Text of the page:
The government seems to have a political "reverse midas touch" at the moment. After his gaffe about David Davis and the director of Liberty, Shami Chakrabarti, I was interested to read that by New Labour standards Burnham is regarded as a "nice guy." The following piece by Marina Hyde in yesterday's Guardian demonstrates what damage New Labour's authoritarian streak and their penchant for going for nasty remarks about individuals rather than engaging with arguments is doing to their traditional support. Am I the only person who felt a chill run down my spine at the use of the words "the state has a right to know who you are" ? The trouble is that just as legal power which were passed into law on the basis of fighting terrorists have been used against people suspected of trying to manipulate school admission rules, the more power we give the state the greater the risk that those powers will be abused. Anyway, here is Marina Hyde's article. In be

From this week's Whitehaven News

Following on from the infamous "open bin" prosecution by Copeland Council, and as the same council prepares to make an expression of interest - not binding at this stage - in talking to the government about the possibility of a nuclear waste repository in the area, the following letter from Eric Walker (from Northampton) appeared in the local paper here: "Sir If, as recently reported, Copeland Council might apply to the government for financial reward for the local disposal of nuclear waste, it is hoped the council will ensure the waste bin lids are tightly closed?"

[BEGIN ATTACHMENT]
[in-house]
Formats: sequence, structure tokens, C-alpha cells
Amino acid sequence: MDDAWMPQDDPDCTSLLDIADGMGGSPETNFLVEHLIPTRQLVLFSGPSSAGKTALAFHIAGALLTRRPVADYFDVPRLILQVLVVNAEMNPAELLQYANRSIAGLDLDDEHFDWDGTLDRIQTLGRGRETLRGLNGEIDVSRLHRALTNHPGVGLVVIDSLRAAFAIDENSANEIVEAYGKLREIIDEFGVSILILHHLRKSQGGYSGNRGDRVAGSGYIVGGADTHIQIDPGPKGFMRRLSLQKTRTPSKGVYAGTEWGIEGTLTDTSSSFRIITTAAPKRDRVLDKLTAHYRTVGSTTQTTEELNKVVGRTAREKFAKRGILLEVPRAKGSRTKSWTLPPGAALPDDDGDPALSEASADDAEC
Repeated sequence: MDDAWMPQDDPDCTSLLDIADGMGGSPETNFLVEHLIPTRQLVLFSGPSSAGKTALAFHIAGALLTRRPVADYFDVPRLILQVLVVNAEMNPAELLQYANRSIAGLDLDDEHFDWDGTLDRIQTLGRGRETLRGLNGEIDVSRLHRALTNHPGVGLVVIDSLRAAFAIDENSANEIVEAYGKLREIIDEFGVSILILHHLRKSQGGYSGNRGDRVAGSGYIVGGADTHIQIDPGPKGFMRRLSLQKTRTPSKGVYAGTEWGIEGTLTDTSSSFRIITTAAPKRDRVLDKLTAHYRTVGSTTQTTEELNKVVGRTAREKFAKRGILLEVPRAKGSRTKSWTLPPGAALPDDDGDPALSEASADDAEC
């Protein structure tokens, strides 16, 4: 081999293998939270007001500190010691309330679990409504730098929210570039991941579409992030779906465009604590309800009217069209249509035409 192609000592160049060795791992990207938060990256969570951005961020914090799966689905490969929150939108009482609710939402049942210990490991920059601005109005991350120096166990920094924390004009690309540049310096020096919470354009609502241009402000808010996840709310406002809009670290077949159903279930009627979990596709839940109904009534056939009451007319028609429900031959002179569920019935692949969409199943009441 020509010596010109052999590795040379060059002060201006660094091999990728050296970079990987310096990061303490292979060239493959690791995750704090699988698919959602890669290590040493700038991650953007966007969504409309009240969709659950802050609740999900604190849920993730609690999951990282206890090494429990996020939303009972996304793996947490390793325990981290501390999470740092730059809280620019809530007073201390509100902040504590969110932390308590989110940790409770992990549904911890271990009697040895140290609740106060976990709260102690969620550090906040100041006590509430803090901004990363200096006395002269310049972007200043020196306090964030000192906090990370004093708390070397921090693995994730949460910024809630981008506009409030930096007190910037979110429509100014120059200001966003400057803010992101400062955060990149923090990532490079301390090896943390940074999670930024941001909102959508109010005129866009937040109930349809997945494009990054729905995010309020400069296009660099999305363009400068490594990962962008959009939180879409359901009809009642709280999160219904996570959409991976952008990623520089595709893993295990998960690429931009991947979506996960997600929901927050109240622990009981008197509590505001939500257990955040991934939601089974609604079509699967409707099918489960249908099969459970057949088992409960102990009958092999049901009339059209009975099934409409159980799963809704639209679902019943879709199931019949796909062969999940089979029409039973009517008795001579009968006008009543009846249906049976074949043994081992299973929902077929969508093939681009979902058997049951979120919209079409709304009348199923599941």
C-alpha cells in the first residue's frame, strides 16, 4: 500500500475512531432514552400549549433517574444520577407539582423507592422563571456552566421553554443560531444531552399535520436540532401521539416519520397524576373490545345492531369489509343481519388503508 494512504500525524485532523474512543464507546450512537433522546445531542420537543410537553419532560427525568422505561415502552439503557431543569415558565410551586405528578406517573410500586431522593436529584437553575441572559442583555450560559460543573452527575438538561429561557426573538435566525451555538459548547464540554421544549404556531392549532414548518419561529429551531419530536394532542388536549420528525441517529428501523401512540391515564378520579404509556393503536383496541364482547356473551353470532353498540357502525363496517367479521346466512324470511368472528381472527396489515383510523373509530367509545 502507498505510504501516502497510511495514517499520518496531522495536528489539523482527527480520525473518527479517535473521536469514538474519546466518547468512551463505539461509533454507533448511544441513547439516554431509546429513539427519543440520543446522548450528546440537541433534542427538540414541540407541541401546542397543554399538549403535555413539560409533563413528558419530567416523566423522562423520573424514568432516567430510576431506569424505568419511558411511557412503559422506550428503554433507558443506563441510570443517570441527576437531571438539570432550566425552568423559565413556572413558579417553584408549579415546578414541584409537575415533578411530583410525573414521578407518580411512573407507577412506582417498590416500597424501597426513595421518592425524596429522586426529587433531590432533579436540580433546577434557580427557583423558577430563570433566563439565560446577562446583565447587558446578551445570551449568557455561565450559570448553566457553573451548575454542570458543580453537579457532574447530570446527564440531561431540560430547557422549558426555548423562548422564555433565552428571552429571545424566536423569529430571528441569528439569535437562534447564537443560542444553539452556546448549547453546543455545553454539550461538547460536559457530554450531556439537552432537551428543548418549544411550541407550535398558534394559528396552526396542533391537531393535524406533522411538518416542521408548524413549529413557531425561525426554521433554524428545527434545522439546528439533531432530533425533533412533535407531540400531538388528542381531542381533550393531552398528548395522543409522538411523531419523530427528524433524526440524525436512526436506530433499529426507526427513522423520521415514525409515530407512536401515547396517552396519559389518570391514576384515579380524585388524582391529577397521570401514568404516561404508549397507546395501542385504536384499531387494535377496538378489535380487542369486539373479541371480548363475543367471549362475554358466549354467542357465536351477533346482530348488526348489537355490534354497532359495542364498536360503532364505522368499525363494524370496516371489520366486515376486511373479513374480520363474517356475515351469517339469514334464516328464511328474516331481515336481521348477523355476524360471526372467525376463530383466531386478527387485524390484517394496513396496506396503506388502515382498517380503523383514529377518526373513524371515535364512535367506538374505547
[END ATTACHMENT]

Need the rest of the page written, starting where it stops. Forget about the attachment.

All 8 Copeland post office closures to go ahead

I am angry and disappointed, but sadly not surprised, to learn today that all eight proposed closures of Post Offices in Copeland are to go ahead. Post Offices Ltd have announced that 34 out of 35 closures proposed in Cumbria will proceed, starting possibly as early as next month: the exception is the post office in the ward of the Labour leader on Carlisle council. For the avoidance of doubt, let me make clear that I am not criticising the decision to save Botcherby post office but livid that none of the others which also had very strong cases to stay open have been reconsidered. These closures are the result of an instruction to Post Offices Ltd from Cumbria Labour MP and Cabinet minister John Hutton to close up to 2,000 post offices. Copeland's Labour MP Jamie Reed voted for the Post Office Closure programme. The post offices to close are: Beckermet Bigrigg Gosforth Holborn Hill, Millom Lowca Moor Row Parton Tangier Street, Whitehaven Councillors from both the Conservative and L